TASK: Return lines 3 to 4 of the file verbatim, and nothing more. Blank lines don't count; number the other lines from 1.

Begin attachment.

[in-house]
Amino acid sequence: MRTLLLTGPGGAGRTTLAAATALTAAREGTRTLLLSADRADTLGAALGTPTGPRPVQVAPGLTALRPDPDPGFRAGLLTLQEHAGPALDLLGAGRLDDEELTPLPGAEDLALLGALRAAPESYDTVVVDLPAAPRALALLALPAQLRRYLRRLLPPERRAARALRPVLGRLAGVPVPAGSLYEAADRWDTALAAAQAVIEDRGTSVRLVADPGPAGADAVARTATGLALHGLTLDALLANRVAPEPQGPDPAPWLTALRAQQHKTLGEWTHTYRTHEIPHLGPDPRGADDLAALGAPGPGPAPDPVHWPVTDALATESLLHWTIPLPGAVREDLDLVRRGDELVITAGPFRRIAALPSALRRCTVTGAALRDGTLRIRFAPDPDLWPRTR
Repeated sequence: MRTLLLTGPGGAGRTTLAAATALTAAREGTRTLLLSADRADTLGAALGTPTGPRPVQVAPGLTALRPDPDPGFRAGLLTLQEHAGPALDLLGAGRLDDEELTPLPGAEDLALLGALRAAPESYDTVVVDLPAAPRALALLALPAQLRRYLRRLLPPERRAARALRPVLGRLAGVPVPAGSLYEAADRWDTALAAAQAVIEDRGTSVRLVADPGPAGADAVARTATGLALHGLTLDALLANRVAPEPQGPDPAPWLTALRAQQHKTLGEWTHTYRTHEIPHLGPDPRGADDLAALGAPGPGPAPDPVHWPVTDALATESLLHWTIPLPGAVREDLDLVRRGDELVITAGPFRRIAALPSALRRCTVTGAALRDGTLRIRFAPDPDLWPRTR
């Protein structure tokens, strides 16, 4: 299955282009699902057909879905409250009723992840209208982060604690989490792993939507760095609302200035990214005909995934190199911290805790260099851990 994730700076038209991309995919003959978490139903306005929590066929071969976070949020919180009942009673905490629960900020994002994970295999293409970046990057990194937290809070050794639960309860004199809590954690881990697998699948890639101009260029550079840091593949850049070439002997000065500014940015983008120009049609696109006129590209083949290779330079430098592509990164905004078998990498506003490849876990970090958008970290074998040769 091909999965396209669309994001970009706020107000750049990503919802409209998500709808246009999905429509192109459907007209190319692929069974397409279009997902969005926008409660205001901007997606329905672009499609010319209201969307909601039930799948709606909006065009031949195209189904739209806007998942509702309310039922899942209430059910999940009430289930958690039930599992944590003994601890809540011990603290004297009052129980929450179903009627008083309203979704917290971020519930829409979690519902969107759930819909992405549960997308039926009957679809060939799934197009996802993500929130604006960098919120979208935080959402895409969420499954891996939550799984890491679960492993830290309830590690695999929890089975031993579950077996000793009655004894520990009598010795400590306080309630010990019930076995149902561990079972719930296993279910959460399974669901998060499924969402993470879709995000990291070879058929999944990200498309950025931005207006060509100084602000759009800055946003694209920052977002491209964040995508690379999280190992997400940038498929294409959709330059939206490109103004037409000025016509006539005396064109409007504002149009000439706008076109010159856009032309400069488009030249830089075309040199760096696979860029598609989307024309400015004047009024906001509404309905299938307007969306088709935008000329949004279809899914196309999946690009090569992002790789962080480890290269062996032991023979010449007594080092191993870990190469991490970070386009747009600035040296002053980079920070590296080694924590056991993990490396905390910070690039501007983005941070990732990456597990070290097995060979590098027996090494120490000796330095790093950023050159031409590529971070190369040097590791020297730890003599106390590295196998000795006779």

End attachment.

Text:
Repeated sequence: MRTLLLTGPGGAGRTTLAAATALTAAREGTRTLLLSADRADTLGAALGTPTGPRPVQVAPGLTALRPDPDPGFRAGLLTLQEHAGPALDLLGAGRLDDEELTPLPGAEDLALLGALRAAPESYDTVVVDLPAAPRALALLALPAQLRRYLRRLLPPERRAARALRPVLGRLAGVPVPAGSLYEAADRWDTALAAAQAVIEDRGTSVRLVADPGPAGADAVARTATGLALHGLTLDALLANRVAPEPQGPDPAPWLTALRAQQHKTLGEWTHTYRTHEIPHLGPDPRGADDLAALGAPGPGPAPDPVHWPVTDALATESLLHWTIPLPGAVREDLDLVRRGDELVITAGPFRRIAALPSALRRCTVTGAALRDGTLRIRFAPDPDLWPRTR
């Protein structure tokens, strides 16, 4: 299955282009699902057909879905409250009723992840209208982060604690989490792993939507760095609302200035990214005909995934190199911290805790260099851990 994730700076038209991309995919003959978490139903306005929590066929071969976070949020919180009942009673905490629960900020994002994970295999293409970046990057990194937290809070050794639960309860004199809590954690881990697998699948890639101009260029550079840091593949850049070439002997000065500014940015983008120009049609696109006129590209083949290779330079430098592509990164905004078998990498506003490849876990970090958008970290074998040769 091909999965396209669309994001970009706020107000750049990503919802409209998500709808246009999905429509192109459907007209190319692929069974397409279009997902969005926008409660205001901007997606329905672009499609010319209201969307909601039930799948709606909006065009031949195209189904739209806007998942509702309310039922899942209430059910999940009430289930958690039930599992944590003994601890809540011990603290004297009052129980929450179903009627008083309203979704917290971020519930829409979690519902969107759930819909992405549960997308039926009957679809060939799934197009996802993500929130604006960098919120979208935080959402895409969420499954891996939550799984890491679960492993830290309830590690695999929890089975031993579950077996000793009655004894520990009598010795400590306080309630010990019930076995149902561990079972719930296993279910959460399974669901998060499924969402993470879709995000990291070879058929999944990200498309950025931005207006060509100084602000759009800055946003694209920052977002491209964040995508690379999280190992997400940038498929294409959709330059939206490109103004037409000025016509006539005396064109409007504002149009000439706008076109010159856009032309400069488009030249830089075309040199760096696979860029598609989307024309400015004047009024906001509404309905299938307007969306088709935008000329949004279809899914196309999946690009090569992002790789962080480890290269062996032991023979010449007594080092191993870990190469991490970070386009747009600035040296002053980079920070590296080694924590056991993990490396905390910070690039501007983005941070990732990456597990070290097995060979590098027996090494120490000796330095790093950023050159031409590529971070190369040097590791020297730890003599106390590295196998000795006779």